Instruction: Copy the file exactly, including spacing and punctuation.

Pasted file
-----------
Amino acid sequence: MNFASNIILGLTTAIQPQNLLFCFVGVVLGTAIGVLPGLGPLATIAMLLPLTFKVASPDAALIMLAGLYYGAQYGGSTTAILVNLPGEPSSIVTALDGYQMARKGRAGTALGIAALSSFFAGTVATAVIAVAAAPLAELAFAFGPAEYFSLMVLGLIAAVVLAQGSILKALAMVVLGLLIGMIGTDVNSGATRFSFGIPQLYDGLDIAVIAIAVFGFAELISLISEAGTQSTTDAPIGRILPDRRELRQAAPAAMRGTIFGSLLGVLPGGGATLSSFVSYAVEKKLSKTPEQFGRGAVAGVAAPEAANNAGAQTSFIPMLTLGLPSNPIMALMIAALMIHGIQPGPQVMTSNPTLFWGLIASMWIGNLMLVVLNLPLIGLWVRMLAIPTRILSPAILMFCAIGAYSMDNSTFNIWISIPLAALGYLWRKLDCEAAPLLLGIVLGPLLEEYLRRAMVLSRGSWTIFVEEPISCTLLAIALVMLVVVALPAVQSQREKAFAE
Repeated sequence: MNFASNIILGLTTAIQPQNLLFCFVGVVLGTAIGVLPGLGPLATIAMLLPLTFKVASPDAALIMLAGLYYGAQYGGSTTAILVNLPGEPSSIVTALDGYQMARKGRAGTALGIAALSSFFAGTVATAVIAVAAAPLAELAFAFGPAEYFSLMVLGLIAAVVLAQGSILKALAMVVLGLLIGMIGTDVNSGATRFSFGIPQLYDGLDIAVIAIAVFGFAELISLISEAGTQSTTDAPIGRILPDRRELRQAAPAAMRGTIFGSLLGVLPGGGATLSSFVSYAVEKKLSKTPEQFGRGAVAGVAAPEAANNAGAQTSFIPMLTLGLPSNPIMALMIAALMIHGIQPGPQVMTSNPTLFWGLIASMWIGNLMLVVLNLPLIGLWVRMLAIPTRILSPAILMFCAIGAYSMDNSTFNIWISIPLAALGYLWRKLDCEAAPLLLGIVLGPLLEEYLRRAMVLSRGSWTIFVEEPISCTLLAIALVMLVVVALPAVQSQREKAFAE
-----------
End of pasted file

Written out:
Amino acid sequence: MNFASNIILGLTTAIQPQNLLFCFVGVVLGTAIGVLPGLGPLATIAMLLPLTFKVASPDAALIMLAGLYYGAQYGGSTTAILVNLPGEPSSIVTALDGYQMARKGRAGTALGIAALSSFFAGTVATAVIAVAAAPLAELAFAFGPAEYFSLMVLGLIAAVVLAQGSILKALAMVVLGLLIGMIGTDVNSGATRFSFGIPQLYDGLDIAVIAIAVFGFAELISLISEAGTQSTTDAPIGRILPDRRELRQAAPAAMRGTIFGSLLGVLPGGGATLSSFVSYAVEKKLSKTPEQFGRGAVAGVAAPEAANNAGAQTSFIPMLTLGLPSNPIMALMIAALMIHGIQPGPQVMTSNPTLFWGLIASMWIGNLMLVVLNLPLIGLWVRMLAIPTRILSPAILMFCAIGAYSMDNSTFNIWISIPLAALGYLWRKLDCEAAPLLLGIVLGPLLEEYLRRAMVLSRGSWTIFVEEPISCTLLAIALVMLVVVALPAVQSQREKAFAE
Repeated sequence: MNFASNIILGLTTAIQPQNLLFCFVGVVLGTAIGVLPGLGPLATIAMLLPLTFKVASPDAALIMLAGLYYGAQYGGSTTAILVNLPGEPSSIVTALDGYQMARKGRAGTALGIAALSSFFAGTVATAVIAVAAAPLAELAFAFGPAEYFSLMVLGLIAAVVLAQGSILKALAMVVLGLLIGMIGTDVNSGATRFSFGIPQLYDGLDIAVIAIAVFGFAELISLISEAGTQSTTDAPIGRILPDRRELRQAAPAAMRGTIFGSLLGVLPGGGATLSSFVSYAVEKKLSKTPEQFGRGAVAGVAAPEAANNAGAQTSFIPMLTLGLPSNPIMALMIAALMIHGIQPGPQVMTSNPTLFWGLIASMWIGNLMLVVLNLPLIGLWVRMLAIPTRILSPAILMFCAIGAYSMDNSTFNIWISIPLAALGYLWRKLDCEAAPLLLGIVLGPLLEEYLRRAMVLSRGSWTIFVEEPISCTLLAIALVMLVVVALPAVQSQREKAFAE